Too often we loose sight of what it is we are trying to achieve. Too often we get embroiled in the systems that we work within. Sometimes we even forget why it is we do what we do… assuming we had a work ethos that we are proud of, other than simply to survive.
I recently read an article in the SMMGP / FDAP News (see here) which asked the question what is Competent Compassion; “what does that mean to you? In the field of Substance Misuse Management… Good Practice perhaps?
Irrespective of any associated commercial or academic interests, that the author may or may not have; the question also highlighted an important questions that many of us appear to struggle with in today’s world of KPI / VFM / PbR frameworks… What is “good practice” and how do we measure it?
Competent Compassion: We have guidelines and protocols to follow which are needed and generally helpful – but when it comes to evaluating what we do, it seems that the CQC are concerned with processes and structures, the commissioners mainly want to know about “successful completions” (still!) – and the GMC and NMC want to know all about our mistakes. (Read more)
Differing answers are often evident within many areas of health-care provision but perhaps even more so within the addictions support workforce. Particularly when the answer comes from the polar extremities of CEO and key-worker. The author of the piece, Dr Joss Bray, points out how – “Managers want their organisations to run smoothly and profitably” – whilst the ‘front-line’ workers are often way too busy – “just keeping their heads above water under the deluge of need.”
Sadly this is a common situation today; austerity measures have resulted in massive reductions to service funding and in turn, tighter budget controls are a significant impact, despite being a required measure of ‘effective’ (aka VFM) service delivery however; amongst all these ‘business’ considerations’ – are we adequately considering the impacts on ‘compassionate’ service delivery?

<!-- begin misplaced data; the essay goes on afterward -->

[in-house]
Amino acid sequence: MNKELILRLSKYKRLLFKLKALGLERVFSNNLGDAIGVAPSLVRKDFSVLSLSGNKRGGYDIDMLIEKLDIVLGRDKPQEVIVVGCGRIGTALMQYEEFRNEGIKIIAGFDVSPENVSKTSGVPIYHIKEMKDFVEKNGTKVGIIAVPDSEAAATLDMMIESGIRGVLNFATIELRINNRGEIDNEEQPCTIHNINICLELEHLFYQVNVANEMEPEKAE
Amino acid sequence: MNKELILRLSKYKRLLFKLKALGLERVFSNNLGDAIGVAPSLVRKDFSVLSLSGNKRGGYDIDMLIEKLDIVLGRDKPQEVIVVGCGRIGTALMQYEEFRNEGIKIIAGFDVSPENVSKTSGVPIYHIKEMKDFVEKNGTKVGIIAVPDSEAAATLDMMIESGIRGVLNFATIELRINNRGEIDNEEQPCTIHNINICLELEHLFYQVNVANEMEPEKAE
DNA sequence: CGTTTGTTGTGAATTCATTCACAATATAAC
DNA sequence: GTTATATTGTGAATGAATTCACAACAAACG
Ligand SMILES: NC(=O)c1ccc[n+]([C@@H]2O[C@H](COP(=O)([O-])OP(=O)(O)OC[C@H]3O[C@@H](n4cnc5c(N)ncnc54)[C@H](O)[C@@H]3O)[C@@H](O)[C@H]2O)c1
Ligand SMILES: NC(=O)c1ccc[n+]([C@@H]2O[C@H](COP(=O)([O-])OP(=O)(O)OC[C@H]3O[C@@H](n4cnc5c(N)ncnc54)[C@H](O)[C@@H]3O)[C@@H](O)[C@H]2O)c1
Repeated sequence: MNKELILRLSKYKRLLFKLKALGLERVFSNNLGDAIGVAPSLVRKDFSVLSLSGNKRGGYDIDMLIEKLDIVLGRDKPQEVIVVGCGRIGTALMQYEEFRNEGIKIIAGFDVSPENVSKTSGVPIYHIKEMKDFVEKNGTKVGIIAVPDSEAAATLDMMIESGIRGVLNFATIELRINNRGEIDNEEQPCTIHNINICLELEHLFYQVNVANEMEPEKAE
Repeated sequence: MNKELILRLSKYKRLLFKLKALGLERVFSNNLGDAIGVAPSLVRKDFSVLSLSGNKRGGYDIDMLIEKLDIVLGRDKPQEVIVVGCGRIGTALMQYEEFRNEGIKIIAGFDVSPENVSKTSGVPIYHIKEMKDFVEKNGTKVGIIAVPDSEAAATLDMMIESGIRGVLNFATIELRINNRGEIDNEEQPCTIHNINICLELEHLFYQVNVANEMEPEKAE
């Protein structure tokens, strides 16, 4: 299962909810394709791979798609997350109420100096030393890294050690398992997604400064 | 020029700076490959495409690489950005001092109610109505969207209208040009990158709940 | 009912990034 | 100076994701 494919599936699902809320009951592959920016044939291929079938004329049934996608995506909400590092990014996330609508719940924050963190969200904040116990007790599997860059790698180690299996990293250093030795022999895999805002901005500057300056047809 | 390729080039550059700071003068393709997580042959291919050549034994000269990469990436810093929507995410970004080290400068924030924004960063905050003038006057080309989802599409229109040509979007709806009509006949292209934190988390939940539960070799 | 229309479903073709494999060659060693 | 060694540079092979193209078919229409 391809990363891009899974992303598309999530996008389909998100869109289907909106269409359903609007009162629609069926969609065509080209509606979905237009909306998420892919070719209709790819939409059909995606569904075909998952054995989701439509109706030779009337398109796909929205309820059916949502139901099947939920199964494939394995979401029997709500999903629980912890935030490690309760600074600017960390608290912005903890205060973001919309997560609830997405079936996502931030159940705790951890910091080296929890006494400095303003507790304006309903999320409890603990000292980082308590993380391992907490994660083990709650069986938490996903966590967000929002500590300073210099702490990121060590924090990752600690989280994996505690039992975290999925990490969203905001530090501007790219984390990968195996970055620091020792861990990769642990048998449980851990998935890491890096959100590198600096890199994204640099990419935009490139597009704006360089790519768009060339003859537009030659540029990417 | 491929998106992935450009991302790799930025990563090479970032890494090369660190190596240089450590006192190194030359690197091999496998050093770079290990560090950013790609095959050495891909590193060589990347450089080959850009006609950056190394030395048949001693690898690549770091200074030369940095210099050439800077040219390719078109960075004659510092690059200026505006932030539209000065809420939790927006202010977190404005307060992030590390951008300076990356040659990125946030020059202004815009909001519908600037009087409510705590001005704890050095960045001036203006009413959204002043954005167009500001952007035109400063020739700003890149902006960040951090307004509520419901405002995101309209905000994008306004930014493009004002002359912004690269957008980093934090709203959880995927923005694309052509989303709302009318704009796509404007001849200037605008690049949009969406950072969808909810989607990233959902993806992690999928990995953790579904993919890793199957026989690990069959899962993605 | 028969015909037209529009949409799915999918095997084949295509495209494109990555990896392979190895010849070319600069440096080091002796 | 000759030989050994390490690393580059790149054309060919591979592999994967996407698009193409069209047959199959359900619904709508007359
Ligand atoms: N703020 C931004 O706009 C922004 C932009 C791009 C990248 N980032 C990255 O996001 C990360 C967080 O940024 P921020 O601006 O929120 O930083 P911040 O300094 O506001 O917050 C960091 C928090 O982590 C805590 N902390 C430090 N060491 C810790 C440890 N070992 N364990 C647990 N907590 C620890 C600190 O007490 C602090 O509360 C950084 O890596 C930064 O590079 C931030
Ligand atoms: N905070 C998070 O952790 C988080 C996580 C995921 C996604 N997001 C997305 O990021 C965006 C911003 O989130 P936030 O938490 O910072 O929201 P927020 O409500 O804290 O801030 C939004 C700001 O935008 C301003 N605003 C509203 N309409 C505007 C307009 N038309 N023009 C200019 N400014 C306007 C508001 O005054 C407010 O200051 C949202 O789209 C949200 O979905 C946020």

Bray opines that “no one is actually looking at what is really important” and I would tend to agree with him, irrespective of the apparent differences around our personal beliefs. I would like to think, in this context, that many more in our line of work hold similar opinion and work ethics.
Bray’s view (and mine) is that ‘making a difference’ when supporting people is key… “In reality – the thing that makes all the difference to people is the quality of the one to one interaction between a person seeking help – and the person giving it.”
My belief is that, especially in healthcare services, the focus has become “successful completions” (in the case of addictions) or the equivalent measures in other settings. This is often driven by commissioning targets and means that an organisation that wants to retain and win new contracts has to make these outcomes their primary focus. (Dr Joss Bray)
It’s a little sad that too often it seams,; we have (in part) allowed ‘systems’ to dictate the services we deliver, instead of developing systems that support the kind of services we want to deliver!
In the following video, from the 2017 ISAAC UK event entitled Energised for Impact, Joss Bray explains his ethos to delegates.
Dr Joss Bray is the founder of Competent Compassion and is the Clinical Lead for Drug and Alcohol treatment in the North East Prison Cluster (provided by Spectrum Health and CGL). He has also worked extensively in psychiatry, general practice, community substance misuse services and residential substance misuse treatment services.
Note: ISAAC is a network of Christian addictions and recovery workers. I am not a member of that organisation and this blog post is not an endorsement of their beliefs, mission or purpose.